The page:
What are common types of Medical Negligence claims?
Injuries arising from medical negligence can be caused in many different ways but generally speaking, successful claims normally fall into one or more of the following categories:
Failure to Intervene
Breach of Duty
You must be able to demonstrate that there has been a “breach of duty”. In other words, it must be shown that the treatment you received, or the lack of treatment as the case may be, amounted to a negligent failure in care and that no other reasonably acting clinician would have treated you this way. The threshold required to satisfy this element of the test is very high and the law which applies is complex. A clinician will not be found to be in breach of their duty of care if they can show that they acted reasonably and competently in the circumstances. Independent expert evidence is often required to prove that there has been a breach of duty.
You must also demonstrate that the breach of duty directly caused or contributed to an injury, physical or psychological, which would have otherwise been avoided or less severe had the breach of duty not occurred. This is referred to as the “causation” test. Again, the law surrounding causation is complex and you will require specialist advice and expert evidence. Expert evidence will also be required to assess your prognosis, to consider whether there are any treatments which might improve your condition, so that the costs of such treatment can be included within the claim.
There are strict limitation periods which apply to bringing a Clinical Negligence claim, hence why you should seek advice from a solicitor as soon as possible. Generally speaking, you have 3 years from the date of your injury or the date when you first suspected that you might have suffered an avoidable injury due to a medical mistake. The opponent to any claim achieves a very strong defence to a claim where limitation has passed. However, the rules on limitation vary depending on whom the Claimant might be. For example; Children have 3 years from the date of their 18th birthday. Where someone has died as a consequence of the incident, their Estate has 3 years from the date of their death, as long as the incident didn’t occur more than 3 years before their death. Limitation may not apply in cases where the Claimant lacks mental capacity.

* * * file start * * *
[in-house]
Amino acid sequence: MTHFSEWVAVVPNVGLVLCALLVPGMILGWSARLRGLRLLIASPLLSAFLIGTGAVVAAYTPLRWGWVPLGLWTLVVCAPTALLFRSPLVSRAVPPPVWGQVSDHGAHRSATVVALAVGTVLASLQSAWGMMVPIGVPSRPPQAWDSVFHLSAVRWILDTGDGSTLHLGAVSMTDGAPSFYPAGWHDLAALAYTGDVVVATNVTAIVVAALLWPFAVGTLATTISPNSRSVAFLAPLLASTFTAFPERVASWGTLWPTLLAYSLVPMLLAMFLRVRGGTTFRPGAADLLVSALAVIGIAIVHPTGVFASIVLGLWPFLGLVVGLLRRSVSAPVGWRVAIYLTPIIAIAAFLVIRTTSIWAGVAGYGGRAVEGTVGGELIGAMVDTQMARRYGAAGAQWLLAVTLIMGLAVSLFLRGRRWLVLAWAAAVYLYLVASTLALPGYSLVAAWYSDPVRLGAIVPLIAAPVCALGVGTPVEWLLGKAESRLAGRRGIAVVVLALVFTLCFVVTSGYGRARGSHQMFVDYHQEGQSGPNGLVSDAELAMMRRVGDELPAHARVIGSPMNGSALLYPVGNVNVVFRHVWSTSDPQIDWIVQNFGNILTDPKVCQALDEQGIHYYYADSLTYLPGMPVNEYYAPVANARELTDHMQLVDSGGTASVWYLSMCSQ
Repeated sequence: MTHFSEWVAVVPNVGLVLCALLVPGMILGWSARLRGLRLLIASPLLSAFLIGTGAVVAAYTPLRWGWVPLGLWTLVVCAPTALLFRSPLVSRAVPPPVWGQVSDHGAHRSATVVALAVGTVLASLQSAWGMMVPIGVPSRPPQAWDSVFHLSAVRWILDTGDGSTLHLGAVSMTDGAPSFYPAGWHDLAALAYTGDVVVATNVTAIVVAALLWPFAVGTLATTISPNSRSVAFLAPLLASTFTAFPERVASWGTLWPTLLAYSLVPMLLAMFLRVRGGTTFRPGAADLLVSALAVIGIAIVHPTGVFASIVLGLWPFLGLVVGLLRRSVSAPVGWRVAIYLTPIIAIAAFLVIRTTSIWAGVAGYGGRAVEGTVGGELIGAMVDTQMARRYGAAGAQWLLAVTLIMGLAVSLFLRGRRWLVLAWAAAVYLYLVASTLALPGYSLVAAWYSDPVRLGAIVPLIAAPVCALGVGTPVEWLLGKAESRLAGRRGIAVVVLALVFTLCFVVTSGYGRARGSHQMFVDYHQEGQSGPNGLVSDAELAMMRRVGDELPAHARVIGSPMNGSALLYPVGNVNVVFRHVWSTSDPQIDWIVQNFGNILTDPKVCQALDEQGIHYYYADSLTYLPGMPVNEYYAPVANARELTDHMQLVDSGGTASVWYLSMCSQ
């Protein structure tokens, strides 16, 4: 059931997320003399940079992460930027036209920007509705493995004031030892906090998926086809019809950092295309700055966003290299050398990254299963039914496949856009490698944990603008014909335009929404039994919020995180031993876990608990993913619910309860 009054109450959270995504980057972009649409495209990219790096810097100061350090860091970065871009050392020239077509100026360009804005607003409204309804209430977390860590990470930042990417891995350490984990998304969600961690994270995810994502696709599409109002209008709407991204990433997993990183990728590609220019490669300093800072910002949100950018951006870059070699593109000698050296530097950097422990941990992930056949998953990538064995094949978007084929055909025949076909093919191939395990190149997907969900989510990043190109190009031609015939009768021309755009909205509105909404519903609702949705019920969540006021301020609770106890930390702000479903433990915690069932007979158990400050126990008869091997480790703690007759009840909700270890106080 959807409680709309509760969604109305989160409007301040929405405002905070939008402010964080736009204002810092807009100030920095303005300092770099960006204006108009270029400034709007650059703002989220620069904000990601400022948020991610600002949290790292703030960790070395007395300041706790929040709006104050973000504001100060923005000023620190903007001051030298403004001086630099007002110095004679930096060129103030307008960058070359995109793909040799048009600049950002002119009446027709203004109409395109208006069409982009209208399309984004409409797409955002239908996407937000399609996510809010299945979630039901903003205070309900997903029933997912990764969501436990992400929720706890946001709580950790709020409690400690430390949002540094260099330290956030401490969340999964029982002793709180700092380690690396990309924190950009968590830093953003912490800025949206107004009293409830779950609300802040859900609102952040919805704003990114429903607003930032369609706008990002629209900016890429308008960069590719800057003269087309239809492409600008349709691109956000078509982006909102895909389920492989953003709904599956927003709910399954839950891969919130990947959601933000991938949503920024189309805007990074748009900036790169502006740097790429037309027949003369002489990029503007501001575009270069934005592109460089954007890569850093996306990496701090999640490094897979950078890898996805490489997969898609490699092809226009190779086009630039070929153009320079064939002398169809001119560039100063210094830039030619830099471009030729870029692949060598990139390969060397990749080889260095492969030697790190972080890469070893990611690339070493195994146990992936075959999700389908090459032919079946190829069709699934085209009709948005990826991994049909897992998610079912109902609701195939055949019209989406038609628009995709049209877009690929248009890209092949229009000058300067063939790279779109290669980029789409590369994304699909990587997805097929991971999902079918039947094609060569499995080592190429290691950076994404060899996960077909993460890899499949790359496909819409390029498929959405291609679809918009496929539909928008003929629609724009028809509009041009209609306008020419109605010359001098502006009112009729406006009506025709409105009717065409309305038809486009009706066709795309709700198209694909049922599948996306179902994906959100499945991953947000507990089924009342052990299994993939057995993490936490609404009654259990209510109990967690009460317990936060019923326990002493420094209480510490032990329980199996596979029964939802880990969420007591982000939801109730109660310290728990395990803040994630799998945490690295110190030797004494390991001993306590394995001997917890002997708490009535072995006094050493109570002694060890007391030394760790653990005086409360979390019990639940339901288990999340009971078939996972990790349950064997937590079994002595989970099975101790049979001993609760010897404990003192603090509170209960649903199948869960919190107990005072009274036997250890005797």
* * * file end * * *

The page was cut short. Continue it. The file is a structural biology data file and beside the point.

Adam is a Clinical Negligence specialist whose practice consists solely of Clinical Negligence claims. His expertise covers all types of injury arising from clinical negligence against: -
- NHS Trusts
- GP Practices
- Doctors in Private Practice
- Dental Surgeries
- Care / Nursing Homes
Why use Setfords for your Clinical Negligence Claim?
No Win No Fee
Adam is able to provide no win no fee funding, meaning reduced financial risks to you.
The amount of compensation Adam Wright has recovered for clients in the last year.
The average amount of compensation per case Adam Wright has managed to recover for his clients.
The number of new clinical claims per year according to NHS Resolution 2018/2019.
No win no fee
If we feel your clinical negligence case has merit, and assuming there are no other methods of funding available, we will enter into a conditional fee agreement (commonly known as a “no win no fee” agreement) with you. This means that you will not be required to pay any legal fees throughout the life of your case, or if your claim is lost. If your claim is successful, you will recover damages and out of those damages you will be required to pay the success fee and part of the insurance premium (the insurance which protects you against the risks of losing the claim). You will keep the vast majority of your damages, guaranteed.
Read More about Clinical Negligence
Setfords specialises in clinical negligence and we handle a broad range of cases from missed fractures to serious brain/spinal injuries resulting in permanent disability. Clinical negligence (also known as ‘medical negligence’) is a complex area of law and requires highly specialised solicitors who understand the medical issues involved. Specialist solicitors must be able to grapple with complicated medical evidence and ensure that the issues are properly explained to clients so they can make informed decisions about their case.